Home > Articles > Programming > C/C++

C++ Reference Guide

Hosted by

<code>export</code>ed Templates

Last updated Jan 1, 2003.

exported Templates

The separate compilation model enables us to define functions, types and objects in one translation unit and refer to them from other translation units. After compiling all the translation units of a program, the linker subsequently resolves all the references to extern symbols, producing a single executable file. When dealing with ordinary functions and classes, the separate compilation model works neatly.

Templates, however are a different beast. When you instantiate a template, the compiler must see its definition. This is an explicit requirement in the C++ standard, which states that dependent names (names that depend on the type of a template parameter) shall be looked up in both the current context (i.e., the place of instantiation) and the context of the template's definition. The compiler cannot generate the code of a specialization without looking at the template's definition — even if the definition appears in a separate translation unit. If the template is defined in several source files, all the definitions must comply with the One Definition Rule. As I explained elsewhere, the common approach is to define the template in a header file and #include it in every source file that uses that template.

If you have used templates before, you already know that. However, standard C++ defines another compilation model for templates known as the separation model.

export: How it All Began

Right from the start, C++ creators called for separate compilation of templates. However, they didn't specify how this could be accomplished. Unlike most other C++ features, which were standardized only after being implemented by one vendor at least, exported templates were added to C++ in 1996 with no existing implementation whatsoever.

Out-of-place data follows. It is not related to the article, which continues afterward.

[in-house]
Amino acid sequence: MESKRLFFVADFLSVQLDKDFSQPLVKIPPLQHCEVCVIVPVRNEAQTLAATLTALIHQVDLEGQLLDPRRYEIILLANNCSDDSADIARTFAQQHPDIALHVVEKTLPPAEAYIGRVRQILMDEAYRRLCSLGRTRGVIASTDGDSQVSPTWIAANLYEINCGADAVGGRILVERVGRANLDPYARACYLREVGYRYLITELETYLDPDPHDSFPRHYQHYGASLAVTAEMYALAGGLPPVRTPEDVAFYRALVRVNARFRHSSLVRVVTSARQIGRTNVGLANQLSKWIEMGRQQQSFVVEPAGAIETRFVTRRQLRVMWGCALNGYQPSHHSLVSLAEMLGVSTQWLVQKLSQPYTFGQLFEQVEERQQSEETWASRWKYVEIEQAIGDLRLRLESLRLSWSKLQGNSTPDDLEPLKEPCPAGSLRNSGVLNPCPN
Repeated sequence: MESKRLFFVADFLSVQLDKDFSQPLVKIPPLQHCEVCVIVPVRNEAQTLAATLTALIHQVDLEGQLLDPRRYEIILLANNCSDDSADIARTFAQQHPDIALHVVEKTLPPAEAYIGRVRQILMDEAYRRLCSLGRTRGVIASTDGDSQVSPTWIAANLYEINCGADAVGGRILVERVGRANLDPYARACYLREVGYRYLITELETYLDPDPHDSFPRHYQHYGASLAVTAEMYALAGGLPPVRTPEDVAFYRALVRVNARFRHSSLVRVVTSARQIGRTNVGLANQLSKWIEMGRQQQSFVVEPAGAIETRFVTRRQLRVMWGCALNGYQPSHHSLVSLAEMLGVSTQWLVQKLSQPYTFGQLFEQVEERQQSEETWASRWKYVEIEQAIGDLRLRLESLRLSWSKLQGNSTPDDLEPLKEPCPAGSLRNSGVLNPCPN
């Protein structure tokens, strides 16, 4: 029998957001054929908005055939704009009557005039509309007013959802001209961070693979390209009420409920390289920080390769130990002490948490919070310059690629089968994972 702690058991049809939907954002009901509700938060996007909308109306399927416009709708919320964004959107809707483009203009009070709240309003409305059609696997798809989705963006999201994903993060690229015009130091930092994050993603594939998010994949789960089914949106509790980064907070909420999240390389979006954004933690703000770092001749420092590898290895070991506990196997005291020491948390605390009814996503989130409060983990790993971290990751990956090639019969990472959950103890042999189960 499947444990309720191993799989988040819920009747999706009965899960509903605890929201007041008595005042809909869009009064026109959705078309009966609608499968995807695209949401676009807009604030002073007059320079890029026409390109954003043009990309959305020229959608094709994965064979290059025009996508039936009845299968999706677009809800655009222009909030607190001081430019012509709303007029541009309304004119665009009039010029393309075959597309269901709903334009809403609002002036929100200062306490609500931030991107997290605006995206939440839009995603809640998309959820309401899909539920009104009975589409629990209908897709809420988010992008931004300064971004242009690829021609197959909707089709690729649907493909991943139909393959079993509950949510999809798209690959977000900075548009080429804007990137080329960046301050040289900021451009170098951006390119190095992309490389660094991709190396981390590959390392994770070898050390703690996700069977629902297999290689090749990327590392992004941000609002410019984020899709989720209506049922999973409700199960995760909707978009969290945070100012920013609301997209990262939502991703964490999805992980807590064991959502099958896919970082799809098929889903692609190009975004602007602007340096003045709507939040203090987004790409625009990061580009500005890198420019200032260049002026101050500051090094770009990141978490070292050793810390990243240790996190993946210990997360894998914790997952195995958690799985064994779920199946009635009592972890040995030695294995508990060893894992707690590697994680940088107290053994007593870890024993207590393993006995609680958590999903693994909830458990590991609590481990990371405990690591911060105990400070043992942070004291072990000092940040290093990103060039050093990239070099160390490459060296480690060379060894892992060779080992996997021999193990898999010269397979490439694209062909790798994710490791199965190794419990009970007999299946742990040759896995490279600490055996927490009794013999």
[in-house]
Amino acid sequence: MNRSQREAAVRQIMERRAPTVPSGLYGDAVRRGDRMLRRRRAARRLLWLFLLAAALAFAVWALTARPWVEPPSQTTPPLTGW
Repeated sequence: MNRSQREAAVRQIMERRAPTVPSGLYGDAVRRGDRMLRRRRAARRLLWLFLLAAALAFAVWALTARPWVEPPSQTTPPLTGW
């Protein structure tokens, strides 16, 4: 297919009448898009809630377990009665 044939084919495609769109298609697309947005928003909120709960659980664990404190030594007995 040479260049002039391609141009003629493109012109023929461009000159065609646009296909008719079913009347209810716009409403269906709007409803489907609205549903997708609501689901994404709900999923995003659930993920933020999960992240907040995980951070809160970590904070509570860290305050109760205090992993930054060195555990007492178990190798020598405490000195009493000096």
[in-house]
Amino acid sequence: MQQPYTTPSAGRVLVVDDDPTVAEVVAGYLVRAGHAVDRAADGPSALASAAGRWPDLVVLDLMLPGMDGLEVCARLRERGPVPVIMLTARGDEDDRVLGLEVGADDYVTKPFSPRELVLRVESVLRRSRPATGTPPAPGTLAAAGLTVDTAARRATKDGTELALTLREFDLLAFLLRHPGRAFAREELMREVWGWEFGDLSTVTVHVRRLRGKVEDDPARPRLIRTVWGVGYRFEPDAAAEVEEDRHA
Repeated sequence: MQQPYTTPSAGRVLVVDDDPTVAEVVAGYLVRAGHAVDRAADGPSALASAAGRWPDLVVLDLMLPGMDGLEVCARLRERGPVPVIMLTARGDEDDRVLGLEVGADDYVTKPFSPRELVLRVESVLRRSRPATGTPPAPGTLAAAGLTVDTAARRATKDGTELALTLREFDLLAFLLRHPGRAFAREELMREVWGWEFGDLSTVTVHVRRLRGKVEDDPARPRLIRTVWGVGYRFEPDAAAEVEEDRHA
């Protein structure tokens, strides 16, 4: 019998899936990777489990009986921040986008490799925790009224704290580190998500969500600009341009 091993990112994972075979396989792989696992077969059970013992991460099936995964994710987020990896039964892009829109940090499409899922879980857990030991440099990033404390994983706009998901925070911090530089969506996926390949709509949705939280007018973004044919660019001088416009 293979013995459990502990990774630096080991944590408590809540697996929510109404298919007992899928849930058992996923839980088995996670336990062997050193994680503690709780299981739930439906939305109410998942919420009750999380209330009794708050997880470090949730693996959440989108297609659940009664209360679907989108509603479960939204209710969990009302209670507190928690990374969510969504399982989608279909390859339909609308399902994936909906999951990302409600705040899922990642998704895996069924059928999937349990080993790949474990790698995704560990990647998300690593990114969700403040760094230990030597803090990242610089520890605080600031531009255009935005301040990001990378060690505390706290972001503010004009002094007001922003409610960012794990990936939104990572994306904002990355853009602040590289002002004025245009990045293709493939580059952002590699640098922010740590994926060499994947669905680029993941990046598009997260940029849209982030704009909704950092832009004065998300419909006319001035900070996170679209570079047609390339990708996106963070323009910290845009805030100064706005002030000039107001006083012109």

In 1996, many compilers hardly supported ordinary templates and the C++ community had gained little experience with advanced template techniques such as meta-programming. Therefore, the implications of implementing export weren't fully recognized. The very few people who have implemented exported templates since agree that this is an arduous task indeed.

State of the Art

The most popular C++ compilers (Microsoft's Visual C++ .NET, Borland's C++ BuilderX, GNU's GCC and others) don't support export. Even vendors who have expressed their commitment to "100% ISO compliance" exclude export from their checklist. The frequently-cited reason for this is "lack of demand." Could it be that users don't demand this features because they've never had a chance to use it?

Which compilers support export?

In addition to Comeau C/C++, Intel's 7.x compiler also supports export, although by default, it's disabled and "currently undocumented and unsupported". Other EDG-derived implementations may also support this feature.

export and User Expectations

If judged by the amount of questions pertaining to linkage errors due to the use of templates, C++ programmers indeed expect compilers to support separate template compilation. However, my impression is that they are looking for something quite different from what export actually does.

One might naively assume that by declaring a template export in a header file, it would be possible to define it in a .cpp file that gets compiled only once, and then #include only the header file in other translation units: